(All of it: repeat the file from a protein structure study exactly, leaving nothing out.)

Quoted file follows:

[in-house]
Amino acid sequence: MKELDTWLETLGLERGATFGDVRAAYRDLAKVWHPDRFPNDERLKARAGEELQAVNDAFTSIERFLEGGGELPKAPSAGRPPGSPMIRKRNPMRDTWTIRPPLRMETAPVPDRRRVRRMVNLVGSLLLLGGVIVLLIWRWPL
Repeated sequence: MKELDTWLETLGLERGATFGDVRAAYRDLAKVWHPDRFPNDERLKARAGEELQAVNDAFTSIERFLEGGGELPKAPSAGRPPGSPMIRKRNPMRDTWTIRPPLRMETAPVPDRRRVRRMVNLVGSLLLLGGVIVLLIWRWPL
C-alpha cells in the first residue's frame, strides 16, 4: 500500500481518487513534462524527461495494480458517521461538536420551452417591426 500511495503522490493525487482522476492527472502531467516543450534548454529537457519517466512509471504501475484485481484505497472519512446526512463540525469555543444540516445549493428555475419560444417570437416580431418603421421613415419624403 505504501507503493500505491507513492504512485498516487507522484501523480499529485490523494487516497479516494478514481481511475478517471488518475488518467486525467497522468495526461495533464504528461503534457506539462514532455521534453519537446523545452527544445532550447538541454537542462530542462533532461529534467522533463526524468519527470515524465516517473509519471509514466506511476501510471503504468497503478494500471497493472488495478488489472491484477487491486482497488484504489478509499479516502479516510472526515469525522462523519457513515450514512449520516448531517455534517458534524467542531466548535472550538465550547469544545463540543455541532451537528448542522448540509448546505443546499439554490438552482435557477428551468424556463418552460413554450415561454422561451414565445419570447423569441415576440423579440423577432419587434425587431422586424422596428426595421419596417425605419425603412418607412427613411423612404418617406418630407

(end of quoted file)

[in-house]
Amino acid sequence: MKELDTWLETLGLERGATFGDVRAAYRDLAKVWHPDRFPNDERLKARAGEELQAVNDAFTSIERFLEGGGELPKAPSAGRPPGSPMIRKRNPMRDTWTIRPPLRMETAPVPDRRRVRRMVNLVGSLLLLGGVIVLLIWRWPL
Repeated sequence: MKELDTWLETLGLERGATFGDVRAAYRDLAKVWHPDRFPNDERLKARAGEELQAVNDAFTSIERFLEGGGELPKAPSAGRPPGSPMIRKRNPMRDTWTIRPPLRMETAPVPDRRRVRRMVNLVGSLLLLGGVIVLLIWRWPL
C-alpha cells in the first residue's frame, strides 16, 4: 500500500481518487513534462524527461495494480458517521461538536420551452417591426 500511495503522490493525487482522476492527472502531467516543450534548454529537457519517466512509471504501475484485481484505497472519512446526512463540525469555543444540516445549493428555475419560444417570437416580431418603421421613415419624403 505504501507503493500505491507513492504512485498516487507522484501523480499529485490523494487516497479516494478514481481511475478517471488518475488518467486525467497522468495526461495533464504528461503534457506539462514532455521534453519537446523545452527544445532550447538541454537542462530542462533532461529534467522533463526524468519527470515524465516517473509519471509514466506511476501510471503504468497503478494500471497493472488495478488489472491484477487491486482497488484504489478509499479516502479516510472526515469525522462523519457513515450514512449520516448531517455534517458534524467542531466548535472550538465550547469544545463540543455541532451537528448542522448540509448546505443546499439554490438552482435557477428551468424556463418552460413554450415561454422561451414565445419570447423569441415576440423579440423577432419587434425587431422586424422596428426595421419596417425605419425603412418607412427613411423612404418617406418630407